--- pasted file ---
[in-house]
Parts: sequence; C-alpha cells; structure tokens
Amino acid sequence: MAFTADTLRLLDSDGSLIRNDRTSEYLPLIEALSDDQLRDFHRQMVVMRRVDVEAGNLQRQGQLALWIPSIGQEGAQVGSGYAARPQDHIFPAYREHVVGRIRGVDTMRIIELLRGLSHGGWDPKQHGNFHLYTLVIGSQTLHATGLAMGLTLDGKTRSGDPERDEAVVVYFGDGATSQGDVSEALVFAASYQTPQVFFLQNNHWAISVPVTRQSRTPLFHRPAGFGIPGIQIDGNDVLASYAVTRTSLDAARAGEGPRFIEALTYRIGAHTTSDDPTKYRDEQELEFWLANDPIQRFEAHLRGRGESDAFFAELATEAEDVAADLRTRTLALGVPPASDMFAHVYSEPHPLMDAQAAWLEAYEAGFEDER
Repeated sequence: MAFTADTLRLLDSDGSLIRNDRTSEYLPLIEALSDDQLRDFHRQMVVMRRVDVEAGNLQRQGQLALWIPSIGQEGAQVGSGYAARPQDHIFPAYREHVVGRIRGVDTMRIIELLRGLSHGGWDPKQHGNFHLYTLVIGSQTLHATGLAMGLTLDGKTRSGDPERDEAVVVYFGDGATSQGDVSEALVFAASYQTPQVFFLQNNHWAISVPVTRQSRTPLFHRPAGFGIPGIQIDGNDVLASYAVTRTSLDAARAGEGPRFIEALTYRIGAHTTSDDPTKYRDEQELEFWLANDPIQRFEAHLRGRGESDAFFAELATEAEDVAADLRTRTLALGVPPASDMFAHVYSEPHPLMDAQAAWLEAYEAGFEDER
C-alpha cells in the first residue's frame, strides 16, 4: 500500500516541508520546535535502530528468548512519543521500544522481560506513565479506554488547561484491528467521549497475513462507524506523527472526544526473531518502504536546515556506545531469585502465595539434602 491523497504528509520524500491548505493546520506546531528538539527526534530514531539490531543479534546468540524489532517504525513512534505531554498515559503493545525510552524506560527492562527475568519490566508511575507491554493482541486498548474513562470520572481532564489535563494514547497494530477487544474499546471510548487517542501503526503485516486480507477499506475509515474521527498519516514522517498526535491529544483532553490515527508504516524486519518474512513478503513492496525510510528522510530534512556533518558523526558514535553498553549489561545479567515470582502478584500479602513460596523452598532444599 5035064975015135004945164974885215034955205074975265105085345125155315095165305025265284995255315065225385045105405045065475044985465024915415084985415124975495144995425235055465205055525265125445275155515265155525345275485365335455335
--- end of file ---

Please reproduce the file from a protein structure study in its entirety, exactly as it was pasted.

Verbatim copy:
[in-house]
Parts: sequence; C-alpha cells; structure tokens
Amino acid sequence: MAFTADTLRLLDSDGSLIRNDRTSEYLPLIEALSDDQLRDFHRQMVVMRRVDVEAGNLQRQGQLALWIPSIGQEGAQVGSGYAARPQDHIFPAYREHVVGRIRGVDTMRIIELLRGLSHGGWDPKQHGNFHLYTLVIGSQTLHATGLAMGLTLDGKTRSGDPERDEAVVVYFGDGATSQGDVSEALVFAASYQTPQVFFLQNNHWAISVPVTRQSRTPLFHRPAGFGIPGIQIDGNDVLASYAVTRTSLDAARAGEGPRFIEALTYRIGAHTTSDDPTKYRDEQELEFWLANDPIQRFEAHLRGRGESDAFFAELATEAEDVAADLRTRTLALGVPPASDMFAHVYSEPHPLMDAQAAWLEAYEAGFEDER
Repeated sequence: MAFTADTLRLLDSDGSLIRNDRTSEYLPLIEALSDDQLRDFHRQMVVMRRVDVEAGNLQRQGQLALWIPSIGQEGAQVGSGYAARPQDHIFPAYREHVVGRIRGVDTMRIIELLRGLSHGGWDPKQHGNFHLYTLVIGSQTLHATGLAMGLTLDGKTRSGDPERDEAVVVYFGDGATSQGDVSEALVFAASYQTPQVFFLQNNHWAISVPVTRQSRTPLFHRPAGFGIPGIQIDGNDVLASYAVTRTSLDAARAGEGPRFIEALTYRIGAHTTSDDPTKYRDEQELEFWLANDPIQRFEAHLRGRGESDAFFAELATEAEDVAADLRTRTLALGVPPASDMFAHVYSEPHPLMDAQAAWLEAYEAGFEDER
C-alpha cells in the first residue's frame, strides 16, 4: 500500500516541508520546535535502530528468548512519543521500544522481560506513565479506554488547561484491528467521549497475513462507524506523527472526544526473531518502504536546515556506545531469585502465595539434602 491523497504528509520524500491548505493546520506546531528538539527526534530514531539490531543479534546468540524489532517504525513512534505531554498515559503493545525510552524506560527492562527475568519490566508511575507491554493482541486498548474513562470520572481532564489535563494514547497494530477487544474499546471510548487517542501503526503485516486480507477499506475509515474521527498519516514522517498526535491529544483532553490515527508504516524486519518474512513478503513492496525510510528522510530534512556533518558523526558514535553498553549489561545479567515470582502478584500479602513460596523452598532444599 5035064975015135004945164974885215034955205074975265105085345125155315095165305025265284995255315065225385045105405045065475044985465024915415084985415124975495144995425235055465205055525265125445275155515265155525345275485365335455335